THE Governor of the Central Bank of Nigeria,CBN, Mr. Lamido Sanusi, yesterday, intensified his campaign for the introduction of N5,000 note, by saying that comments by former President, Olusegun Obasanjo on the proposed currency restructuring was incorrect and showed that the former president is a bad economist.
Speaking at the Annual Conference of the Chartered Institute of Bankers of Nigeria, CIBN, in Abuja, Sanusi said Obasanjo’s comments came to him as a shock, considering the fact that it was during his tenure as president that majority of the country’s highest currency denominations were printed.
He said Obasanjo introduced more higher-denominations than any other president of the country and was surprised that he could condemn the proposed introduction of the N5,000 note.
According to Sanusi, those opposing the introduction of the N5,000 were ignorant of its benefits, adding that its introduction would lead to efficiency of the country’s payment system since the policy was targeted at a small number of Nigerians handling huge cash.
He said Obasanjo’s assertion that the introduction of higher bills would stimulate inflation, was not true, stating that if this assertion was true, Nigeria would have gone into extinction within the eight year period that Obasanjo introduced the N100, N200, N500 and N1000 notes.
He said: “This is an interesting country because my uncle or my father who was our former head of state, General Obasanjo, who we all know is a very successful farmer, is a very bad economist; especially for saying that the introduction of higher denomination will cause inflation and improve hardship.
“Obasanjo introduced N20, N100, N200, N500 and N1, 000. He had introduced more higher-denomination currencies in Nigeria than any other head of state.
“He did N100 note in 1999, he did N200 in 2000, he did N500 two years later and in that period, inflation was coming down because it was accompanied by prudent fiscal and monetary policy.
“It is wrong for somebody, like Obasanjo, who had done this to stand up and say introducing a higher denomination will cause inflation.
“We all know that we cannot have inflation by printing higher bills if you don’t increase money supply and this is simple economics.”
On the benefit of the restructuring of the currency, Sanusi said: “We are introducing coins for various reasons. First as part of cost management; the N5, N10 and N20 note have a very high frequency and we have to replace them every three months but the coins last longer.
“Second, we are working on a hypothesis that the reason Nigerians do not accept the coins is because they couldn’t buy anything with them and, maybe, if you give them coins that have value as a medium of exchange they would accept them.”
He said the introduction of the N5, 000 would enhance the store of value function of the naira.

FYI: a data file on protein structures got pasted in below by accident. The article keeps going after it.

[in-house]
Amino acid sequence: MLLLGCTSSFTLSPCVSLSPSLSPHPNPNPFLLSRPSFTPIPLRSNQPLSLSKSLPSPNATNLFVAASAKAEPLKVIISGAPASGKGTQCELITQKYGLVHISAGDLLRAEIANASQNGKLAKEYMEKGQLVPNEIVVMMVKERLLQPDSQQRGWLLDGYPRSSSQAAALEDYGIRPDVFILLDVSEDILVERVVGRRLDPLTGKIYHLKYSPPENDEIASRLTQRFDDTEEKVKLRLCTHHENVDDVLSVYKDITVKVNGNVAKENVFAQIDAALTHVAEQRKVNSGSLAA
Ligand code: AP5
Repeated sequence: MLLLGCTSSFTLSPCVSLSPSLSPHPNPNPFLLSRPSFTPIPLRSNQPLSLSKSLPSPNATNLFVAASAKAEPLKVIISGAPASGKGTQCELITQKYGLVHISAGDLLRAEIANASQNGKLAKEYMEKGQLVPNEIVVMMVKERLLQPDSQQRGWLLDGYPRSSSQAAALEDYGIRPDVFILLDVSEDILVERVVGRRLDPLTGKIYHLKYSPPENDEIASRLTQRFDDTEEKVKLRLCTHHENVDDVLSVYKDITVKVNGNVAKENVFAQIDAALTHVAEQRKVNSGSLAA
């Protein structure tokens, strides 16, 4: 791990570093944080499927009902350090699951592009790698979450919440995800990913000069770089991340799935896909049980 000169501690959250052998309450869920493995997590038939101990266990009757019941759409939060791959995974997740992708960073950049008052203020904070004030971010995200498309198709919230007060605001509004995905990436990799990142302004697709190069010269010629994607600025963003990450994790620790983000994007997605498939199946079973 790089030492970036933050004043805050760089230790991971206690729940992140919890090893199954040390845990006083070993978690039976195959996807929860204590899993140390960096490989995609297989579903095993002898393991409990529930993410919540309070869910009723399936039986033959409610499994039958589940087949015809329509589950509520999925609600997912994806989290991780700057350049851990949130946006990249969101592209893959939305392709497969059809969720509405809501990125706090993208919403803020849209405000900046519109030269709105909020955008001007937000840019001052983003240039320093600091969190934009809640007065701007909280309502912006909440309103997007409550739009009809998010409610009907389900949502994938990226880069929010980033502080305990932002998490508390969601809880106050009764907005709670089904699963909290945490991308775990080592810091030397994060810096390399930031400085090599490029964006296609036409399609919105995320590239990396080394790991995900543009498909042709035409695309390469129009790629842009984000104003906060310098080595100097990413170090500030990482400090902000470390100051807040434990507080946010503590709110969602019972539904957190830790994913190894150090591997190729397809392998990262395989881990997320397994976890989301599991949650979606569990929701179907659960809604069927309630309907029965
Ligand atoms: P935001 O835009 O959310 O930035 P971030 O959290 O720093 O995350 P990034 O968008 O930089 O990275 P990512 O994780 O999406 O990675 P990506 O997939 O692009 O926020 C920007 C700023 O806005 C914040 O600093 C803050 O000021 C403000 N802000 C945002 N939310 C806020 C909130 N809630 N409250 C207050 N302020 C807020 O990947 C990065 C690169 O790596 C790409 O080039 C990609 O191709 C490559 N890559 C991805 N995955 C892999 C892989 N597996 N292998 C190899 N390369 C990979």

“In the 1970s, when the N20 was introduced, it was the equivalent of $30. In 2012, when we would have introduced N5, 000 note, it will be the equivalent of $30.
“If you could buy $30 with one N20 bill in 1978, you now need 250 N20 bill to buy $30 and you would have had to print those 250 bills, pay for the paper, the ink, for the security features, for transportation, for insurance, for clearing, for the bullion van and processing and these are cost to the economy.”
Bankers throw weight behind N5,000 note
Meanwhile, the Bankers Committee and the Chartered Institute of Bankers of Nigeria, CIBN have thrown their weight behind the apex bank on the introduction of the controversial currency into the economy. At two separate meetings in Abuja, the bankers said they did not see anything wrong with the proposed currency note.
The Bankers committee made its position known to journalists by the Group Managing Director of UBA, Philip Odueze at a press briefing at the CBN head quarters after its meeting, while the position of the Chattered Institute of Bankers of Nigeria was made by its president, Mr. Segun Aina at the institute’s 6th Annual Banking and Financial Conference held at Transcorp Hilton Hotel Abuja.
CBN to begin audit of banks’ control staff
The Central Bank of Nigeria, CBN, also directed all banks in the country to furnish it with the names of staff currently manning controlled functions, to enable it assess the skills, qualifications, experience and competencies of such staff.
In a release signed by CBN’s Director, Financial Policy and Regulation Department, Y. B. Duniya, titled “Assessment of Competencies in the Nigerian Banking Industry,” CBN said, “further to the Exposure Draft on the Competency Framework for the Nigerian Banking Industry, issued on June 26, 2012, we advise stakeholders that we have noted and incorporated as appropriate, observations submitted in respect of the exposed draft.
“However, there is the need to assess the skills, qualifications, experience and competencies of staff currently occupying controlled functions as provided in Appendix B of the Draft Framework.”
This will enable the Bankers’ Committee identify at the preliminary stages, gaps that would impede the effective implementation of the Framework. It is important to remind stakeholders that the list of controlled functions is not exhaustive as other important roles and responsibilities may be added to it.
“Accordingly, all Deposit Money Banks are directed to avail the CBN of the following: names of staff manning the controlled functions specified in Appendix B of the Draft framework; academic and other relevant qualifications of the incumbent staff.”
Other requirements include: “number of years’ experience on the control function, post qualification and general banking experiences; other competencies that support the performance of the control functions; and; details of identified deficiencies in skills, qualifications, experience and competences as well as measures envisaged to remedy the positions within 18 months of the approval of the Framework.”